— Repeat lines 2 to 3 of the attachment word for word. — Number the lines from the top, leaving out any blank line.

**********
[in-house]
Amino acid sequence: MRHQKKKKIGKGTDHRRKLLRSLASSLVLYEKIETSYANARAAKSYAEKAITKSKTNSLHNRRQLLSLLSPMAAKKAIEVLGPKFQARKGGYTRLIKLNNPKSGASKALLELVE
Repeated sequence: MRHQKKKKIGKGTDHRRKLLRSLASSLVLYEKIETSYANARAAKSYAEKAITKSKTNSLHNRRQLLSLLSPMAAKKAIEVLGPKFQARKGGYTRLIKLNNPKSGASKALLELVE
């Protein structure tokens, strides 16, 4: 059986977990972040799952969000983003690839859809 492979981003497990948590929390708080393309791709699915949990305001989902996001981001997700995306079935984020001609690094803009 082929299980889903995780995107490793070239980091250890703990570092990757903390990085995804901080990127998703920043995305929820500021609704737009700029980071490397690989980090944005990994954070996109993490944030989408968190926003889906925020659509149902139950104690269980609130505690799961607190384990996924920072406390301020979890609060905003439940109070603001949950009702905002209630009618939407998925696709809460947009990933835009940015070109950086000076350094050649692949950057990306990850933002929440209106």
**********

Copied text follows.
Amino acid sequence: MRHQKKKKIGKGTDHRRKLLRSLASSLVLYEKIETSYANARAAKSYAEKAITKSKTNSLHNRRQLLSLLSPMAAKKAIEVLGPKFQARKGGYTRLIKLNNPKSGASKALLELVE
Repeated sequence: MRHQKKKKIGKGTDHRRKLLRSLASSLVLYEKIETSYANARAAKSYAEKAITKSKTNSLHNRRQLLSLLSPMAAKKAIEVLGPKFQARKGGYTRLIKLNNPKSGASKALLELVE